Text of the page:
Top 5 Places to Hike in Birmingham

DSC_0178Birmingham is located at the foothills of the Appalachian Mountains, providing adventuring souls with hundreds of acres of trails to explore. Whether you want a short, easy walk or a steep climb, there is a hiking trail just for you.

Oak Moutain State Park
What to do: hiking, biking, geocaching, boating, fishing
Best Hiking Trails: Peavine Falls
Location: 200 Terrace Drive, Pelham, AL 35124
Hours: 7 AM – 7 PM
Admission: $4/person

Ruffner Mountain Nature Preserve
What to do: hiking, Visitors’ Center exhibits
Best Hiking Trails: Crusher Trail, Overlook Trail
Location: 1214 81st Street South, Birmingham, AL 35206
Hours:9 AM – 5 PM
Admission: Free
Things to know: No exit after 5 PM, closed on Mondays, opens at 1 PM on Sundays
Tech tip: Go to Ruffner’s website to access a trail map that can track your current location

Moss Rock Preserve
What to do: Hiking, bouldering
Best Hiking Trails: Orange Trail
Location: 617 Preserve Way, Hoover, AL 35226
Hours: Daylight
Admission: Free
Note: Be sure to go to the boulder fields!

Red Mountain Park
What to do: hiking, biking, zip line, geocaching, dog park
Best Hiking Trails: SkyHy Treehouse (via Smythe)
Overlooks: Ishkooda Overlook, Grace’s Gap Overlook
Location: 2011 Frankfurt Drive, Birmingham, AL 35211
Hours: 7 AM – 7 PM
Admission: Free

Jemison Park
What to do: Walking/Running, Picnicking
Location: Shades Creek Parkway/Lakeshore Drive near Mountain Brook
Hours: Daylight
Admission: Free


Alabama Adventures: High Ropes in the Hugh Kaul Beanstalk Forest

By Sydney Cromwell

When life is feeling stale and you need a break in your routine, the Magic City delivers. From 14,000 feet in the air to hundreds of feet underground, we found the best adventures in the Birmingham area. This is the first in a six-part series.

High Ropes

Hugh Kaul Beanstalk Forest
Red Mountain Park, 2011 Frankfurt Dr.
$50 per person (two hours)
(205) 913-7899

Hidden in the trees of Red Mountain Park is a series of ropes, cables and wooden planks that create both a mental and physical challenge. The Hugh Kaul Beanstalk Forest consists of 13 tree platforms, the highest sitting over 60 feet off the ground, with 20 obstacles spanning the space in between.
These challenges include a slack-line, rope bridges, a climbing wall and a variety of other things to crawl, climb, jump or balance upon. Meagan Odom, the adventure operations and service manager, said one of the most popular parts is the “surfboard,” a hanging plank that people can ride back and forth between two platforms.
Odom said the course was built in May 2013 to accommodate growing interest in the outdoors in Birmingham and “to encourage a bunch of shapes, sizes and ages to get up and challenge themselves in a safe way.” Since then, she has seen hundreds of children and adults take on the Beanstalk Forest.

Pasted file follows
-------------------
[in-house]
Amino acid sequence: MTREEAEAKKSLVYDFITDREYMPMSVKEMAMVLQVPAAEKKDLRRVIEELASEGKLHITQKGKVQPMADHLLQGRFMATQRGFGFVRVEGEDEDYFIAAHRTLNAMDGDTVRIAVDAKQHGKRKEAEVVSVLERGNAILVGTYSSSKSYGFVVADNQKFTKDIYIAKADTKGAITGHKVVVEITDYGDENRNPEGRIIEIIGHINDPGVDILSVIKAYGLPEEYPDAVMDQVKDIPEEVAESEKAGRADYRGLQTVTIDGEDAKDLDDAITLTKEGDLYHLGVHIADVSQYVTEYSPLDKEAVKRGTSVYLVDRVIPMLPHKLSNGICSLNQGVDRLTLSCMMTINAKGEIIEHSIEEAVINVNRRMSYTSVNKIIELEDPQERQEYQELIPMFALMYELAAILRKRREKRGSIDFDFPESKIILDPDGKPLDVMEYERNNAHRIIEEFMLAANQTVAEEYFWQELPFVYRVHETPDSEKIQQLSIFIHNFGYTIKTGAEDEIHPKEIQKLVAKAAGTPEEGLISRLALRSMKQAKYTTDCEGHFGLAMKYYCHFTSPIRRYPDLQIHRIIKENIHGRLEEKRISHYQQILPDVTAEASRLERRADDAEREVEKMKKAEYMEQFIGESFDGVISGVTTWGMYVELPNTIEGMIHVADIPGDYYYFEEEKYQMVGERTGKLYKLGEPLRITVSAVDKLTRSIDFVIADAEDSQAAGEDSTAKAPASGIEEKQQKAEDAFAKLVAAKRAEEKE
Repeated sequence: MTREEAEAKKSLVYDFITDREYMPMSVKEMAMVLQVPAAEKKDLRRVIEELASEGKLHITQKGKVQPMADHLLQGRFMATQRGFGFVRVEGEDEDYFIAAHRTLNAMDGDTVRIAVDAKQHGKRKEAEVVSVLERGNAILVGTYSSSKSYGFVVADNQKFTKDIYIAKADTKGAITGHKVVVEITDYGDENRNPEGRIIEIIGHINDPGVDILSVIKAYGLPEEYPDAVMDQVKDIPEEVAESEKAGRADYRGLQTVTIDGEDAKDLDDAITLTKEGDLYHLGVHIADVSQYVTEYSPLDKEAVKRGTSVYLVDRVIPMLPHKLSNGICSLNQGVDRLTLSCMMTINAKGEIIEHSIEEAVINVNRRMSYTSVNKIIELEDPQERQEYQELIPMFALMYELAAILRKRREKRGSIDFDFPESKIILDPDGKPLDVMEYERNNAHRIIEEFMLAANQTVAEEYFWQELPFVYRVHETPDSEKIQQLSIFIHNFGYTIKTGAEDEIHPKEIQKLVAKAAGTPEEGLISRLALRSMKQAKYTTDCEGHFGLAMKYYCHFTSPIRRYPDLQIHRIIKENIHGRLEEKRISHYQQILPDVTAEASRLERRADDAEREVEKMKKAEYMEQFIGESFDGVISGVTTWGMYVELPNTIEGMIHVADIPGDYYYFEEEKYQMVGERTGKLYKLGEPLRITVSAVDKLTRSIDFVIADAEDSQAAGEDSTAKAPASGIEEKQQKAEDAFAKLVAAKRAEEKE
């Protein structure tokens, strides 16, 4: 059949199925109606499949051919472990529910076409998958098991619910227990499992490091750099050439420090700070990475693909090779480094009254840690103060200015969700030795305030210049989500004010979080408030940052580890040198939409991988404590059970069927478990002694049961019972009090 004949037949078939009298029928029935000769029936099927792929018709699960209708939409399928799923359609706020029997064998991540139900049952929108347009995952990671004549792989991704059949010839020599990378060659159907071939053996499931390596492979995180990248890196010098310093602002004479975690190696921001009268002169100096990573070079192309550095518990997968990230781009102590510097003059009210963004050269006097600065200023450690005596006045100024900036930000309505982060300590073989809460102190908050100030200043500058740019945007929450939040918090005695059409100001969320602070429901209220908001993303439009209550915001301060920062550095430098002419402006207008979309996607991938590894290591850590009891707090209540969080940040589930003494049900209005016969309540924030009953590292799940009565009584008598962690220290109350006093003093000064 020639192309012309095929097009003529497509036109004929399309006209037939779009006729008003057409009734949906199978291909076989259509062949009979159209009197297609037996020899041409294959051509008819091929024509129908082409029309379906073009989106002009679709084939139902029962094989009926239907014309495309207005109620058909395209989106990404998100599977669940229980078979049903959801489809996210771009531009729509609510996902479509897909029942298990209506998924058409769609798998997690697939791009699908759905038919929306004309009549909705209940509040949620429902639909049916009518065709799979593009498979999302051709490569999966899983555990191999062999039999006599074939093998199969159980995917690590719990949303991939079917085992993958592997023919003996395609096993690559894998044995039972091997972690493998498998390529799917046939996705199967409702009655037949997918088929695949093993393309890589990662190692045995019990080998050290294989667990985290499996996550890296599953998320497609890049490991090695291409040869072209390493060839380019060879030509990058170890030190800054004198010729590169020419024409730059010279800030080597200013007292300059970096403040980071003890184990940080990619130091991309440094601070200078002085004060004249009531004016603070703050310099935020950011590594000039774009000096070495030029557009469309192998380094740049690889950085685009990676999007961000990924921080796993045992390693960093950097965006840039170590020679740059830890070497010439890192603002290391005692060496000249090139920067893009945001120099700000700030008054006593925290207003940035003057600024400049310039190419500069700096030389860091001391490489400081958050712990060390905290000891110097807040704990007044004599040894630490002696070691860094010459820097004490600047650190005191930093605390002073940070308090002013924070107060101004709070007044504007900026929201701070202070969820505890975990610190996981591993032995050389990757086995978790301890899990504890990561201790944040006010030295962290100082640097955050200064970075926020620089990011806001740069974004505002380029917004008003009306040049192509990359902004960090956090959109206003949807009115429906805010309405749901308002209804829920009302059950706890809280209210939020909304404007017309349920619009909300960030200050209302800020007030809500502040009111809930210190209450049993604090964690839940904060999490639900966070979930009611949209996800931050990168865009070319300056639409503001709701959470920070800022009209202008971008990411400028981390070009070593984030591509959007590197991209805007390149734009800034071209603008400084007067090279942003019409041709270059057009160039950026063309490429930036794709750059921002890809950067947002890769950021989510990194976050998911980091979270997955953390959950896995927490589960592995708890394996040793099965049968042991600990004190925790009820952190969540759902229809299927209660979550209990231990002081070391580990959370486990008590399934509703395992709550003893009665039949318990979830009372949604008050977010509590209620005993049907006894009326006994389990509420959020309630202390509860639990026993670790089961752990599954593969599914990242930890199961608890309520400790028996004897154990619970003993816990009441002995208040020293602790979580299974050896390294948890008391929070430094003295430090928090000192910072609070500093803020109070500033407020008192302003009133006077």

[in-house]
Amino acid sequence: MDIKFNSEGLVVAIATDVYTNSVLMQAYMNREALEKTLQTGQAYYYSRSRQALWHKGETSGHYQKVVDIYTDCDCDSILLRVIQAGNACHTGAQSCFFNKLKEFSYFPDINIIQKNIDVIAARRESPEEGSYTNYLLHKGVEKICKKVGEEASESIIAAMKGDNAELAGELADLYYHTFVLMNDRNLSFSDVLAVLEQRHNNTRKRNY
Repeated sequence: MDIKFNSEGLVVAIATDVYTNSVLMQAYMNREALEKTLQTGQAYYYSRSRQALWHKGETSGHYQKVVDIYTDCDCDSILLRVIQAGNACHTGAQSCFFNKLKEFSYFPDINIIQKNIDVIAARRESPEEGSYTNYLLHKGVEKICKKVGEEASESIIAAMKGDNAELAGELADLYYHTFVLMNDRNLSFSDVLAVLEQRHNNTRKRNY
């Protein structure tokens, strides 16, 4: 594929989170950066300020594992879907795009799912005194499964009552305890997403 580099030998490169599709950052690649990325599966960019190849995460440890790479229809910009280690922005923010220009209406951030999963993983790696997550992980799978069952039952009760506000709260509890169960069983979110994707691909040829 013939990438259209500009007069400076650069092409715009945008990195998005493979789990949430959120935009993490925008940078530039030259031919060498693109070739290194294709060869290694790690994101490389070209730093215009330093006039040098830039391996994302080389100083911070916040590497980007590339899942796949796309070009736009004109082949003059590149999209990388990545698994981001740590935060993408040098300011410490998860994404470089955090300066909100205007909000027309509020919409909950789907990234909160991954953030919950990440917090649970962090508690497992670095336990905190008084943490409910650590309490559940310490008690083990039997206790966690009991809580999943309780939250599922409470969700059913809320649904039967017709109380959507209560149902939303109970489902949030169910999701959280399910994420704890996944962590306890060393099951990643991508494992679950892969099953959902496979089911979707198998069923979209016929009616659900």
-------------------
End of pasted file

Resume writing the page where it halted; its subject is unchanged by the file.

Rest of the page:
“I like that everybody does it differently,” Odom said. “You’ll see a six-year-old kid and a 32-year-old man do the same event within the same two hours and it will not look like the same event.”
One of the other advantages of the course, Odom said, is that people can choose which challenges they want to try. Some want to experience every obstacle, and others have fun just trying two or three. Both of those approaches are encouraged.
For those who want multiple adventures in one day, the park also has a zipline that is visible from the Beanstalk Forest, a climbing wall under construction and miles of hiking trails. Odom said Red Mountain Park’s adventure area “does nothing but grow.”

Moss Rock Preserve for nature lovers and thrill seekers alike

Just 12 miles from the towering buildings and busy streets of downtown Birmingham lies a scenic outdoor escape with a quiet forest, peaceful streams and the most noticeable feature — magnificent, lofty boulders.

The boulders of Moss Rock Preserve draw all types of people in. Avid climbers make the trek from various parts of the Southeast to face these rocks. Families enjoy fresh air as they take family portraits or let their kids climb. Young couples walk with their dog. College students take a study-break from classes. The wonderful feature of this getaway is that whether a first-time guest or a regular climber, each trip to the boulders of Moss Rock Preserve offers a challenge and thrill.IMG_2642

Colby Tindle, a 25-year-old painter from Hoover, first came out to Moss Rock in high school. He said it was much less crowded back then. Tindle speculated that word of mouth has made the spot more popular over the last few years. Tindle first came to the preserves with friends, and since then he has introduced his brothers and others to these boulder adventures. So what exactly draws people in? The natural landscape and beautiful scenery are certainly appealing, but for many people it really is about the rocks. Bouldering, or rock climbing without a harness, is a culture in-and-of itself.

Garrett, Tindle’s brother, is a recent high school graduate that climbs in his free time as well. Climbing for him is a relaxing, free way to get out. He says it’s his favorite thing to do. Garrett likes the thrill of knowing there is a possibility of falling and also the ability to conquer new rocks.

Being out on the rocks makes him feel closer to nature. Tindle really enjoys finding new rocks and new paths to conquer. Regulars like him often have their own climbing shoes that let them grasp the rocks better and give them the ability to do more difficult climbs. He also has a crash pad — which he puts under the climbing path in case he falls.

Tindle said that he likes the people he meets out at the Moss Rock Preserve. Bonded by a love of climbing, he gets to make connections with all types of people. Strangers have tips to offer, climbing paths to point out and stories to tell.
Climbing at Moss Rock Preserve offers a unique outdoor experience for nature lovers and thrill seekers alike.